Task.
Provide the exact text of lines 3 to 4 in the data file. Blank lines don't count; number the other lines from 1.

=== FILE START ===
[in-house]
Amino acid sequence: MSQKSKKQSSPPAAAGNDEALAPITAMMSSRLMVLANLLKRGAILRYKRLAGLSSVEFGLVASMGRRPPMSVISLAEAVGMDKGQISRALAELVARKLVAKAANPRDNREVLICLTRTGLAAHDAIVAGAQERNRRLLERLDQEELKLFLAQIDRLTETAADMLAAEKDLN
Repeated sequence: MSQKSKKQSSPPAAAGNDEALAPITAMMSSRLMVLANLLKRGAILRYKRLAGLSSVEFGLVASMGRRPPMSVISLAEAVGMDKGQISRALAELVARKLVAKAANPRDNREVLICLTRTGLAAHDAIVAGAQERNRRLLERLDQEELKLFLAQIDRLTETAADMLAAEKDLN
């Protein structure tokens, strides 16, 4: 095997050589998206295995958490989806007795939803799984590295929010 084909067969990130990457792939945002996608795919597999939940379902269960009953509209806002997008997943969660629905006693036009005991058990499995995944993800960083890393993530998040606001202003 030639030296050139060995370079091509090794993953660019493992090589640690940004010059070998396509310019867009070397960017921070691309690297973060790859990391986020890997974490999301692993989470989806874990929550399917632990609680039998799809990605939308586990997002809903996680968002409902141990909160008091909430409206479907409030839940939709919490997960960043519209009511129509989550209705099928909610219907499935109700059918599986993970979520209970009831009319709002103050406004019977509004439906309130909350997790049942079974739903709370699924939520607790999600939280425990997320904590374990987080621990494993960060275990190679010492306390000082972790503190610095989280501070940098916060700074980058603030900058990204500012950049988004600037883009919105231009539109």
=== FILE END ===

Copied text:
Repeated sequence: MSQKSKKQSSPPAAAGNDEALAPITAMMSSRLMVLANLLKRGAILRYKRLAGLSSVEFGLVASMGRRPPMSVISLAEAVGMDKGQISRALAELVARKLVAKAANPRDNREVLICLTRTGLAAHDAIVAGAQERNRRLLERLDQEELKLFLAQIDRLTETAADMLAAEKDLN
């Protein structure tokens, strides 16, 4: 095997050589998206295995958490989806007795939803799984590295929010 084909067969990130990457792939945002996608795919597999939940379902269960009953509209806002997008997943969660629905006693036009005991058990499995995944993800960083890393993530998040606001202003 030639030296050139060995370079091509090794993953660019493992090589640690940004010059070998396509310019867009070397960017921070691309690297973060790859990391986020890997974490999301692993989470989806874990929550399917632990609680039998799809990605939308586990997002809903996680968002409902141990909160008091909430409206479907409030839940939709919490997960960043519209009511129509989550209705099928909610219907499935109700059918599986993970979520209970009831009319709002103050406004019977509004439906309130909350997790049942079974739903709370699924939520607790999600939280425990997320904590374990987080621990494993960060275990190679010492306390000082972790503190610095989280501070940098916060700074980058603030900058990204500012950049988004600037883009919105231009539109």